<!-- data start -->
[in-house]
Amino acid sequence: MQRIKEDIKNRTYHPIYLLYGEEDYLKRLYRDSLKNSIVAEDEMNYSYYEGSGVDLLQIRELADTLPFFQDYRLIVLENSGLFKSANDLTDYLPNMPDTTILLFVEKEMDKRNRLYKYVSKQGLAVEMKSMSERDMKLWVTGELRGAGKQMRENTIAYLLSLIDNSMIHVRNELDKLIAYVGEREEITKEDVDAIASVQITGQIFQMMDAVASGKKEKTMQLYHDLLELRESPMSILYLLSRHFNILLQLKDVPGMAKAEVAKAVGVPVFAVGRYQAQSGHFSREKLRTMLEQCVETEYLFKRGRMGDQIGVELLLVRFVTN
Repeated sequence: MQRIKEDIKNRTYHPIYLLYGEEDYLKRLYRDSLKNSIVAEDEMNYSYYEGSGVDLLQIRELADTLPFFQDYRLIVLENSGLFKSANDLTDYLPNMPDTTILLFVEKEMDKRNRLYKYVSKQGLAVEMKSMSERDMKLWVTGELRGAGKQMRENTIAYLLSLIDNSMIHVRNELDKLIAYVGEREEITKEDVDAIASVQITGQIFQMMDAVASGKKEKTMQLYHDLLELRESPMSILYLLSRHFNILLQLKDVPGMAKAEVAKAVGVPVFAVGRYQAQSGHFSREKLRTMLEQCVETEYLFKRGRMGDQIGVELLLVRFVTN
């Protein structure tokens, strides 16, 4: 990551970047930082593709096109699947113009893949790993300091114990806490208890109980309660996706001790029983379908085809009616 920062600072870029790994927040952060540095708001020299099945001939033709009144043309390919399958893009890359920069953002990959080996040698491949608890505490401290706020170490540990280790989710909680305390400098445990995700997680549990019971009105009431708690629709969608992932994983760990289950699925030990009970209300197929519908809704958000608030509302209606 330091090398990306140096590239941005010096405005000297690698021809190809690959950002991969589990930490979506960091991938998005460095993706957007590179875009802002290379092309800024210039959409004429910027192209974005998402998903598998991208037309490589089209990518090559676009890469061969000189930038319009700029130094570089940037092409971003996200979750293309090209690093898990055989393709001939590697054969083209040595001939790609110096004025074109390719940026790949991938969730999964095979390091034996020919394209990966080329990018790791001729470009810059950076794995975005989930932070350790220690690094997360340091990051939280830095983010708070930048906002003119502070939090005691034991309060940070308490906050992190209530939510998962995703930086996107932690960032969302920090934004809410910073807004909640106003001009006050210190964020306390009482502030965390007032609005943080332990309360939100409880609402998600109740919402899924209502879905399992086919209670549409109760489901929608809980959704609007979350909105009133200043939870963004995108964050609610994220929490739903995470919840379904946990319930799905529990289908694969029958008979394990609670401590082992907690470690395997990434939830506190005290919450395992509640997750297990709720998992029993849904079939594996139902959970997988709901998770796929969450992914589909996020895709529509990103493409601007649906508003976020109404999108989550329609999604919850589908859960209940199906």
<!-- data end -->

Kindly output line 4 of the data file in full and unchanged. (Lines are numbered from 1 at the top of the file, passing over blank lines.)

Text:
């Protein structure tokens, strides 16, 4: 990551970047930082593709096109699947113009893949790993300091114990806490208890109980309660996706001790029983379908085809009616 920062600072870029790994927040952060540095708001020299099945001939033709009144043309390919399958893009890359920069953002990959080996040698491949608890505490401290706020170490540990280790989710909680305390400098445990995700997680549990019971009105009431708690629709969608992932994983760990289950699925030990009970209300197929519908809704958000608030509302209606 330091090398990306140096590239941005010096405005000297690698021809190809690959950002991969589990930490979506960091991938998005460095993706957007590179875009802002290379092309800024210039959409004429910027192209974005998402998903598998991208037309490589089209990518090559676009890469061969000189930038319009700029130094570089940037092409971003996200979750293309090209690093898990055989393709001939590697054969083209040595001939790609110096004025074109390719940026790949991938969730999964095979390091034996020919394209990966080329990018790791001729470009810059950076794995975005989930932070350790220690690094997360340091990051939280830095983010708070930048906002003119502070939090005691034991309060940070308490906050992190209530939510998962995703930086996107932690960032969302920090934004809410910073807004909640106003001009006050210190964020306390009482502030965390007032609005943080332990309360939100409880609402998600109740919402899924209502879905399992086919209670549409109760489901929608809980959704609007979350909105009133200043939870963004995108964050609610994220929490739903995470919840379904946990319930799905529990289908694969029958008979394990609670401590082992907690470690395997990434939830506190005290919450395992509640997750297990709720998992029993849904079939594996139902959970997988709901998770796929969450992914589909996020895709529509990103493409601007649906508003976020109404999108989550329609999604919850589908859960209940199906």